Stock market etymology for the curios
The famous New York Stock Exchange Bull sculpture is a beautiful work of art. The bull, seemingly moving, is radiating raw, yet restrained power, with surprisingly gentle grace as it prepares to storm up Manhattan.
The statue, created by artist Arturo Di Modica in 1989, was apparently placed illegally in front of the NYSE. It was created by Modica to symbolize the strength and power of the American people after the market crash “Black Monday” in October 1987. Public protest was strong enough to keep it in place after it was seized by police.
For those of us who are less familiar with stock market lingo a Bull market is a market characterized by an uptrend in stock prices and increased investor confidence while a Bear market is characterized by pessimism and downtrend in stock prices.
But why bulls and bears?
Etymology can be very surprising sometimes. I enjoy learning about the origin of words and phrases we use daily with little knowledge of where they originated from. As bulls and bears go there seems to be on single explanation.
According to Wikipedia (“Market trends”) the most reasonable origin is London bearskin brokers (“jobbers”) who would sell the skin before they had caught the bear (Selling short!). It seems these brokers in did sold short expecting a downtrend in bear skin prices hoping to make a profit by selling high and buying skins lower at a later date. Other possible explanations seem to have been made to fit already existing proverbs. Among these are the animals’ form of attack (while bears strike paw down bulls swings horns up), their speed (which is wholly inaccurate as bears can move at speeds of up to 40 mph easily) and more.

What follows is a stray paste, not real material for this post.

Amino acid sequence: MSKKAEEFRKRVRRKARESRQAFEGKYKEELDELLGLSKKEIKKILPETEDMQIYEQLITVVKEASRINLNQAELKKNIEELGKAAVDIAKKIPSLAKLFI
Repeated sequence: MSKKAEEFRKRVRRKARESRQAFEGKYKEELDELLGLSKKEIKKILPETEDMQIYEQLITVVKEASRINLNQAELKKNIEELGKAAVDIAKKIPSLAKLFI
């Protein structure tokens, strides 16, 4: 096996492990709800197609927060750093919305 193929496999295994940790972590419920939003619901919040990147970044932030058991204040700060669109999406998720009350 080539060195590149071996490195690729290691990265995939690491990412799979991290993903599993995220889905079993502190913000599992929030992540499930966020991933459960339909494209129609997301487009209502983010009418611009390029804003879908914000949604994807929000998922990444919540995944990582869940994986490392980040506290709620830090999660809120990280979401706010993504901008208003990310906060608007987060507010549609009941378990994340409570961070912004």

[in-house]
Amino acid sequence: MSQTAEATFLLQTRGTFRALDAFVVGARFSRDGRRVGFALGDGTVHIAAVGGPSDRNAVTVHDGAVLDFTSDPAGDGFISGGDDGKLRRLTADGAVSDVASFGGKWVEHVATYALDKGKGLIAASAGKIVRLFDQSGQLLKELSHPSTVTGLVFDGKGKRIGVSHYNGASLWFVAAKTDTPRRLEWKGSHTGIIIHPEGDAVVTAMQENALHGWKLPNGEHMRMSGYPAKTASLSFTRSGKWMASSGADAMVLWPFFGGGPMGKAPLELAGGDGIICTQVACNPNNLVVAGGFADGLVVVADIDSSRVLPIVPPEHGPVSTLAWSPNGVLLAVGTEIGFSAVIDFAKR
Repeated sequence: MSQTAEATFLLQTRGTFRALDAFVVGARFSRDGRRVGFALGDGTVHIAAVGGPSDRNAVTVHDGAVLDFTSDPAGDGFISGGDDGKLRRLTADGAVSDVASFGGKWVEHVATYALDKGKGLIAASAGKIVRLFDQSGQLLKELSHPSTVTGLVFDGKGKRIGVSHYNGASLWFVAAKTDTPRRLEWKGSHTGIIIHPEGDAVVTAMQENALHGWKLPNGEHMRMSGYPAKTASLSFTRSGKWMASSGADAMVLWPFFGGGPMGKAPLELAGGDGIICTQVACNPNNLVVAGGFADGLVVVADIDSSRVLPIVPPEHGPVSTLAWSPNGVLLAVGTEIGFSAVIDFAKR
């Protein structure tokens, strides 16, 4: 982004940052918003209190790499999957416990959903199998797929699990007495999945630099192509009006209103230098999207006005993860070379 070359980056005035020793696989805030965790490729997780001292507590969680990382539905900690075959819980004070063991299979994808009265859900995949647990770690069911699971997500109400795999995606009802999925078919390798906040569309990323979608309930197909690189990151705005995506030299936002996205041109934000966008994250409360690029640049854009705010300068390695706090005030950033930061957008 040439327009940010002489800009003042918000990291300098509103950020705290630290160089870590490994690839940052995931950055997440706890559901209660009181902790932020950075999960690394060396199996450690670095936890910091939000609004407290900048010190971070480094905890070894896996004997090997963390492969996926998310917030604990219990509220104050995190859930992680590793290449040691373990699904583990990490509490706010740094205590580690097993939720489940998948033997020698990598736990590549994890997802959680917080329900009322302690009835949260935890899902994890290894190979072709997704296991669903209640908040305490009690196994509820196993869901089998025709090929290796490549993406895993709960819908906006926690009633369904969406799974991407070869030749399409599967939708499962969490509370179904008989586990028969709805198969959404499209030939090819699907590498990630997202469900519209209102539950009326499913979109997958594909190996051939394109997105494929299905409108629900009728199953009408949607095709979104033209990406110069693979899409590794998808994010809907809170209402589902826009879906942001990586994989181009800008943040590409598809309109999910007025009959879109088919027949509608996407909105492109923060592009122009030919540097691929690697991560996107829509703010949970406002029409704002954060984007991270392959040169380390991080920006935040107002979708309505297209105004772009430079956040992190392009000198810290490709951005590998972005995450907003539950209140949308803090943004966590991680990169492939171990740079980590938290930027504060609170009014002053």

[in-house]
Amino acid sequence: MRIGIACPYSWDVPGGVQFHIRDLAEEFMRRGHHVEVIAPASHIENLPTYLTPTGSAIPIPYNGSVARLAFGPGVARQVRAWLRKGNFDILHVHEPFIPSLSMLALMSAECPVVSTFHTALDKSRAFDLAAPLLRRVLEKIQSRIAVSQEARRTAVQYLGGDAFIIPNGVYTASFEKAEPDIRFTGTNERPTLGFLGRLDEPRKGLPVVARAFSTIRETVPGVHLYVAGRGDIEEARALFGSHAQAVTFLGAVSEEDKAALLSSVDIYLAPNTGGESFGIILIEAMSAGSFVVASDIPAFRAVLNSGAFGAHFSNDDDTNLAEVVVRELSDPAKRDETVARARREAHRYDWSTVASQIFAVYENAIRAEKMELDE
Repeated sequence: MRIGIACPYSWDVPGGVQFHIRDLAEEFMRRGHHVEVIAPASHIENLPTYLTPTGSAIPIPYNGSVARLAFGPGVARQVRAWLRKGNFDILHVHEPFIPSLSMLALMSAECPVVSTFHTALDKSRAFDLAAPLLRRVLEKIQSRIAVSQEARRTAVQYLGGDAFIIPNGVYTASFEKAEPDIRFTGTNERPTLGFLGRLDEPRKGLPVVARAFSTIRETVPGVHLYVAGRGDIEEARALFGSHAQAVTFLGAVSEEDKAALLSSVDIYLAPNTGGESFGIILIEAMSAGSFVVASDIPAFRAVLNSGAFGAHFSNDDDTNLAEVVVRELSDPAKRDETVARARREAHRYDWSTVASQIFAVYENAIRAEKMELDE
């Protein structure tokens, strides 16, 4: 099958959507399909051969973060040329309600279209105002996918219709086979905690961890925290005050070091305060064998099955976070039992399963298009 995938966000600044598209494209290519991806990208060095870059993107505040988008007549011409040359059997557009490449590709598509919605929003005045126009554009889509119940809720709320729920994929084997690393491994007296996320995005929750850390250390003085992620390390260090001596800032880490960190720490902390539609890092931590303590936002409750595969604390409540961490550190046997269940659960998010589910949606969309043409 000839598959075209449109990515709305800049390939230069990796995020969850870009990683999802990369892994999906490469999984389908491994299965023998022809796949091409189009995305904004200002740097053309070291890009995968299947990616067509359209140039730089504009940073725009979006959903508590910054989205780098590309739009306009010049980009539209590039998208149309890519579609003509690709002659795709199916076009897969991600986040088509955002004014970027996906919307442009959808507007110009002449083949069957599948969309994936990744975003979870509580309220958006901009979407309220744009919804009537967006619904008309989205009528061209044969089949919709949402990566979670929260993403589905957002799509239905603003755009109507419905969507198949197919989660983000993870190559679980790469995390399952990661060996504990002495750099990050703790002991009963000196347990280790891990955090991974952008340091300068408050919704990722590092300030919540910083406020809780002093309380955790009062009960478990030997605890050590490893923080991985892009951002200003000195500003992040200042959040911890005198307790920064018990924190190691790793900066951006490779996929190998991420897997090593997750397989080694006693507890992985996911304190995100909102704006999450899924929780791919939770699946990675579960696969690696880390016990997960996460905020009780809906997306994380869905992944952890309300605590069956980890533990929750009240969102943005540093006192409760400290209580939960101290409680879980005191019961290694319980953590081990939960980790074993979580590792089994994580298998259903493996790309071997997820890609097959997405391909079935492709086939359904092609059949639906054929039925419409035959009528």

Further explanations (phrases.co.uk quoting Merriam-Webster) suggest the term bull was originally used to describe a speculative purchase in expectation that prices will rise. Its’ earliest use is thought to be 1714 and it was apparently chosen to counter “Bear”.
I’d love to hear other explanations you’ve come by.art, arturo di modica, Bear, bulls and bears, etymology, merriam webster, new york stock exchange, origin, Work, york stock exchange